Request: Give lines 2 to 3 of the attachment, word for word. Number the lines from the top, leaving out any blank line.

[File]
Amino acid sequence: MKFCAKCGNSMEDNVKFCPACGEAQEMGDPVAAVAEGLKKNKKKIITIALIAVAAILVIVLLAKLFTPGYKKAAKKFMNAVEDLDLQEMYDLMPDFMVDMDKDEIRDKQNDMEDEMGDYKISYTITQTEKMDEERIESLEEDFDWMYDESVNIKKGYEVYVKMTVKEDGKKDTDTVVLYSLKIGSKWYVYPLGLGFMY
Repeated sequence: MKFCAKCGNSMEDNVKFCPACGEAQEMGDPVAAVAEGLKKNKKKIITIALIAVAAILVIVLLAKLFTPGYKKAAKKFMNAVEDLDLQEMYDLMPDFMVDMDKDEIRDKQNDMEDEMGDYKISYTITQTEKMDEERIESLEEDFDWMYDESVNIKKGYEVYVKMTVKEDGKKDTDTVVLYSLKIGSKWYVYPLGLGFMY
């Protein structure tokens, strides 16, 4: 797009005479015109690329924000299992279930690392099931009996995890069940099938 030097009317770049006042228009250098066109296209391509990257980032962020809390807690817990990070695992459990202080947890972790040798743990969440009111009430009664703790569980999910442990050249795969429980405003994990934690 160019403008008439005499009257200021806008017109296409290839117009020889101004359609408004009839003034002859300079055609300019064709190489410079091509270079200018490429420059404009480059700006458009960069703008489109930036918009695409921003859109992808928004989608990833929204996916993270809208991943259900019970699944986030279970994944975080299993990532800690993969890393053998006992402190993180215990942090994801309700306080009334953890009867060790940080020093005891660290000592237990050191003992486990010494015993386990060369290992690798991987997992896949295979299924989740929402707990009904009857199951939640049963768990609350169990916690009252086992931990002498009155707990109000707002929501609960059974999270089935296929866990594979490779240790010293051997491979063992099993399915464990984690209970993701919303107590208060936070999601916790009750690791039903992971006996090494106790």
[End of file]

Repeated sequence: MKFCAKCGNSMEDNVKFCPACGEAQEMGDPVAAVAEGLKKNKKKIITIALIAVAAILVIVLLAKLFTPGYKKAAKKFMNAVEDLDLQEMYDLMPDFMVDMDKDEIRDKQNDMEDEMGDYKISYTITQTEKMDEERIESLEEDFDWMYDESVNIKKGYEVYVKMTVKEDGKKDTDTVVLYSLKIGSKWYVYPLGLGFMY
């Protein structure tokens, strides 16, 4: 797009005479015109690329924000299992279930690392099931009996995890069940099938 030097009317770049006042228009250098066109296209391509990257980032962020809390807690817990990070695992459990202080947890972790040798743990969440009111009430009664703790569980999910442990050249795969429980405003994990934690 160019403008008439005499009257200021806008017109296409290839117009020889101004359609408004009839003034002859300079055609300019064709190489410079091509270079200018490429420059404009480059700006458009960069703008489109930036918009695409921003859109992808928004989608990833929204996916993270809208991943259900019970699944986030279970994944975080299993990532800690993969890393053998006992402190993180215990942090994801309700306080009334953890009867060790940080020093005891660290000592237990050191003992486990010494015993386990060369290992690798991987997992896949295979299924989740929402707990009904009857199951939640049963768990609350169990916690009252086992931990002498009155707990109000707002929501609960059974999270089935296929866990594979490779240790010293051997491979063992099993399915464990984690209970993701919303107590208060936070999601916790009750690791039903992971006996090494106790």